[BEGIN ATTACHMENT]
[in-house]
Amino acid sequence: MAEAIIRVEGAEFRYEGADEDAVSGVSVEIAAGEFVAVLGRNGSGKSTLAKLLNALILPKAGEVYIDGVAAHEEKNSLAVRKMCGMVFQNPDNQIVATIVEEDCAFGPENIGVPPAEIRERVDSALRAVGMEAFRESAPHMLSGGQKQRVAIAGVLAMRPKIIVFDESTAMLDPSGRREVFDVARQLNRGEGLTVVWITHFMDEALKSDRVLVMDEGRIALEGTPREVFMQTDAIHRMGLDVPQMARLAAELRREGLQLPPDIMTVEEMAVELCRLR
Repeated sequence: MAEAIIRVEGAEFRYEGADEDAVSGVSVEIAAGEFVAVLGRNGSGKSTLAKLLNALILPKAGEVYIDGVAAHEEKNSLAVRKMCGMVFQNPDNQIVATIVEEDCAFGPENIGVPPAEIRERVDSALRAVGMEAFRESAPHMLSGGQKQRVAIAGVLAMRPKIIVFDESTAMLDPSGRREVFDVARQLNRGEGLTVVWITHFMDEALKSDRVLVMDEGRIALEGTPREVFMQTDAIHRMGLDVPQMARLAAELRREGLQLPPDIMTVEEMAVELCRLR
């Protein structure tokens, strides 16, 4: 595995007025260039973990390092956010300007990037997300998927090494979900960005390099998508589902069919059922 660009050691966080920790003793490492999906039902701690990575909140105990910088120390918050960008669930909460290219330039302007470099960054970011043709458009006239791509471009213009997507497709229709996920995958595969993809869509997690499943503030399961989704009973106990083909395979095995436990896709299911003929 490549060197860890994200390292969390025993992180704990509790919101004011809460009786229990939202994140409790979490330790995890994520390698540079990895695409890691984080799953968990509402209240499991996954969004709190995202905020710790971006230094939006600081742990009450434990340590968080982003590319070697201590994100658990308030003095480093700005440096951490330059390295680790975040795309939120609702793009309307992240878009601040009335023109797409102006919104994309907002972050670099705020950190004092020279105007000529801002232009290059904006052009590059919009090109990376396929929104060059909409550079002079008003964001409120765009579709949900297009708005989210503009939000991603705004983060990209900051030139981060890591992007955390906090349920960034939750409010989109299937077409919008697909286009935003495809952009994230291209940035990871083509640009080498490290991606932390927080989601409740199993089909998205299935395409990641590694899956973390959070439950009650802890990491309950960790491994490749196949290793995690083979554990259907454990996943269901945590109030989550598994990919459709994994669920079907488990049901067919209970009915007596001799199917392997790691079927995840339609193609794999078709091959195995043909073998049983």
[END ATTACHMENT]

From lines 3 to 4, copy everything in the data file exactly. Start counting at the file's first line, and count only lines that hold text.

Repeated sequence: MAEAIIRVEGAEFRYEGADEDAVSGVSVEIAAGEFVAVLGRNGSGKSTLAKLLNALILPKAGEVYIDGVAAHEEKNSLAVRKMCGMVFQNPDNQIVATIVEEDCAFGPENIGVPPAEIRERVDSALRAVGMEAFRESAPHMLSGGQKQRVAIAGVLAMRPKIIVFDESTAMLDPSGRREVFDVARQLNRGEGLTVVWITHFMDEALKSDRVLVMDEGRIALEGTPREVFMQTDAIHRMGLDVPQMARLAAELRREGLQLPPDIMTVEEMAVELCRLR
């Protein structure tokens, strides 16, 4: 595995007025260039973990390092956010300007990037997300998927090494979900960005390099998508589902069919059922 660009050691966080920790003793490492999906039902701690990575909140105990910088120390918050960008669930909460290219330039302007470099960054970011043709458009006239791509471009213009997507497709229709996920995958595969993809869509997690499943503030399961989704009973106990083909395979095995436990896709299911003929 490549060197860890994200390292969390025993992180704990509790919101004011809460009786229990939202994140409790979490330790995890994520390698540079990895695409890691984080799953968990509402209240499991996954969004709190995202905020710790971006230094939006600081742990009450434990340590968080982003590319070697201590994100658990308030003095480093700005440096951490330059390295680790975040795309939120609702793009309307992240878009601040009335023109797409102006919104994309907002972050670099705020950190004092020279105007000529801002232009290059904006052009590059919009090109990376396929929104060059909409550079002079008003964001409120765009579709949900297009708005989210503009939000991603705004983060990209900051030139981060890591992007955390906090349920960034939750409010989109299937077409919008697909286009935003495809952009994230291209940035990871083509640009080498490290991606932390927080989601409740199993089909998205299935395409990641590694899956973390959070439950009650802890990491309950960790491994490749196949290793995690083979554990259907454990996943269901945590109030989550598994990919459709994994669920079907488990049901067919209970009915007596001799199917392997790691079927995840339609193609794999078709091959195995043909073998049983």